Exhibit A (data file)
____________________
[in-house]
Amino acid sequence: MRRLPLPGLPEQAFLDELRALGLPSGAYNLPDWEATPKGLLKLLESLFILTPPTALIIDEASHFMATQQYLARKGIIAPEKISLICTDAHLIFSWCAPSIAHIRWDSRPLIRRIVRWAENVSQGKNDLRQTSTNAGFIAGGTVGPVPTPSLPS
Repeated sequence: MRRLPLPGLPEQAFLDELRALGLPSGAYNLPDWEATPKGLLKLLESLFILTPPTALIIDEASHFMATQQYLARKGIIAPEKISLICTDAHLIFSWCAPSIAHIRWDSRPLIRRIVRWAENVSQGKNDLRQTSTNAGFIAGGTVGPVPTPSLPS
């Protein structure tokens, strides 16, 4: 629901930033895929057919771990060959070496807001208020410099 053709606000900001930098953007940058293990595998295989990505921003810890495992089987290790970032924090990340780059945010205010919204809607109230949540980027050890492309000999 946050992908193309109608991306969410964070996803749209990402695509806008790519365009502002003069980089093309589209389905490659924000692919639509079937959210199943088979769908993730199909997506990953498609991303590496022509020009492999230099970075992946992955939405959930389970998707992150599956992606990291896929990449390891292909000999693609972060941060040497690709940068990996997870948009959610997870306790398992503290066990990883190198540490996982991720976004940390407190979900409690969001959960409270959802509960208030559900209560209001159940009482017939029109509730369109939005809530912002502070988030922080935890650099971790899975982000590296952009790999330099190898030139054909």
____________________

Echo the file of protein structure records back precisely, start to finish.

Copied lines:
[in-house]
Amino acid sequence: MRRLPLPGLPEQAFLDELRALGLPSGAYNLPDWEATPKGLLKLLESLFILTPPTALIIDEASHFMATQQYLARKGIIAPEKISLICTDAHLIFSWCAPSIAHIRWDSRPLIRRIVRWAENVSQGKNDLRQTSTNAGFIAGGTVGPVPTPSLPS
Repeated sequence: MRRLPLPGLPEQAFLDELRALGLPSGAYNLPDWEATPKGLLKLLESLFILTPPTALIIDEASHFMATQQYLARKGIIAPEKISLICTDAHLIFSWCAPSIAHIRWDSRPLIRRIVRWAENVSQGKNDLRQTSTNAGFIAGGTVGPVPTPSLPS
């Protein structure tokens, strides 16, 4: 629901930033895929057919771990060959070496807001208020410099 053709606000900001930098953007940058293990595998295989990505921003810890495992089987290790970032924090990340780059945010205010919204809607109230949540980027050890492309000999 946050992908193309109608991306969410964070996803749209990402695509806008790519365009502002003069980089093309589209389905490659924000692919639509079937959210199943088979769908993730199909997506990953498609991303590496022509020009492999230099970075992946992955939405959930389970998707992150599956992606990291896929990449390891292909000999693609972060941060040497690709940068990996997870948009959610997870306790398992503290066990990883190198540490996982991720976004940390407190979900409690969001959960409270959802509960208030559900209560209001159940009482017939029109509730369109939005809530912002502070988030922080935890650099971790899975982000590296952009790999330099190898030139054909």